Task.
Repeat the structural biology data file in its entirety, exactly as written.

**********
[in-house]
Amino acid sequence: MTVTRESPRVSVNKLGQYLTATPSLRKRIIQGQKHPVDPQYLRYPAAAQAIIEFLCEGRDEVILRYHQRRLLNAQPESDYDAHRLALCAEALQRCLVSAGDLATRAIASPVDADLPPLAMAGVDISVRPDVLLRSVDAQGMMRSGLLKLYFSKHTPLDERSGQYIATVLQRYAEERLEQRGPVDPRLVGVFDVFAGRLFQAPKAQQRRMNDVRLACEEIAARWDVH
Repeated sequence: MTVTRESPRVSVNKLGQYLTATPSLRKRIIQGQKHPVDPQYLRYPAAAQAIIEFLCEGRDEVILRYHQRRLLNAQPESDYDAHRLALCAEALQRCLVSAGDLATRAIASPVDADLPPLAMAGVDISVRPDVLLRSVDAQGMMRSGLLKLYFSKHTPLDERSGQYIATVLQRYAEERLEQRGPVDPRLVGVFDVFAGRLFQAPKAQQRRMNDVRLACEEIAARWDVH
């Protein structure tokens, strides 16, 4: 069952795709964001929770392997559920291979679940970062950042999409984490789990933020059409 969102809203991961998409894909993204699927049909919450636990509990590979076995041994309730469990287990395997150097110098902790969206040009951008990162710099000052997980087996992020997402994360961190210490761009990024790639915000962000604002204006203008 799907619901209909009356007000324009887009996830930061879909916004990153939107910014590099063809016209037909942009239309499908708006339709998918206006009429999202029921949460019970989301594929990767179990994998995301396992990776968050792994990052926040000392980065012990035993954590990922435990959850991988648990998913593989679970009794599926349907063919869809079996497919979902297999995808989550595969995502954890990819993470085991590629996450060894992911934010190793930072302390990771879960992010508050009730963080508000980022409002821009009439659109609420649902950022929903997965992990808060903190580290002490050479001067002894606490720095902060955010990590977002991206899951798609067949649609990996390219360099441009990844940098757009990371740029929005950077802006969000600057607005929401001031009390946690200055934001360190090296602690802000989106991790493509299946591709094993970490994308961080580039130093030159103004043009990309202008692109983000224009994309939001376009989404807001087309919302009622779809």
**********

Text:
[in-house]
Amino acid sequence: MTVTRESPRVSVNKLGQYLTATPSLRKRIIQGQKHPVDPQYLRYPAAAQAIIEFLCEGRDEVILRYHQRRLLNAQPESDYDAHRLALCAEALQRCLVSAGDLATRAIASPVDADLPPLAMAGVDISVRPDVLLRSVDAQGMMRSGLLKLYFSKHTPLDERSGQYIATVLQRYAEERLEQRGPVDPRLVGVFDVFAGRLFQAPKAQQRRMNDVRLACEEIAARWDVH
Repeated sequence: MTVTRESPRVSVNKLGQYLTATPSLRKRIIQGQKHPVDPQYLRYPAAAQAIIEFLCEGRDEVILRYHQRRLLNAQPESDYDAHRLALCAEALQRCLVSAGDLATRAIASPVDADLPPLAMAGVDISVRPDVLLRSVDAQGMMRSGLLKLYFSKHTPLDERSGQYIATVLQRYAEERLEQRGPVDPRLVGVFDVFAGRLFQAPKAQQRRMNDVRLACEEIAARWDVH
């Protein structure tokens, strides 16, 4: 069952795709964001929770392997559920291979679940970062950042999409984490789990933020059409 969102809203991961998409894909993204699927049909919450636990509990590979076995041994309730469990287990395997150097110098902790969206040009951008990162710099000052997980087996992020997402994360961190210490761009990024790639915000962000604002204006203008 799907619901209909009356007000324009887009996830930061879909916004990153939107910014590099063809016209037909942009239309499908708006339709998918206006009429999202029921949460019970989301594929990767179990994998995301396992990776968050792994990052926040000392980065012990035993954590990922435990959850991988648990998913593989679970009794599926349907063919869809079996497919979902297999995808989550595969995502954890990819993470085991590629996450060894992911934010190793930072302390990771879960992010508050009730963080508000980022409002821009009439659109609420649902950022929903997965992990808060903190580290002490050479001067002894606490720095902060955010990590977002991206899951798609067949649609990996390219360099441009990844940098757009990371740029929005950077802006969000600057607005929401001031009390946690200055934001360190090296602690802000989106991790493509299946591709094993970490994308961080580039130093030159103004043009990309202008692109983000224009994309939001376009989404807001087309919302009622779809």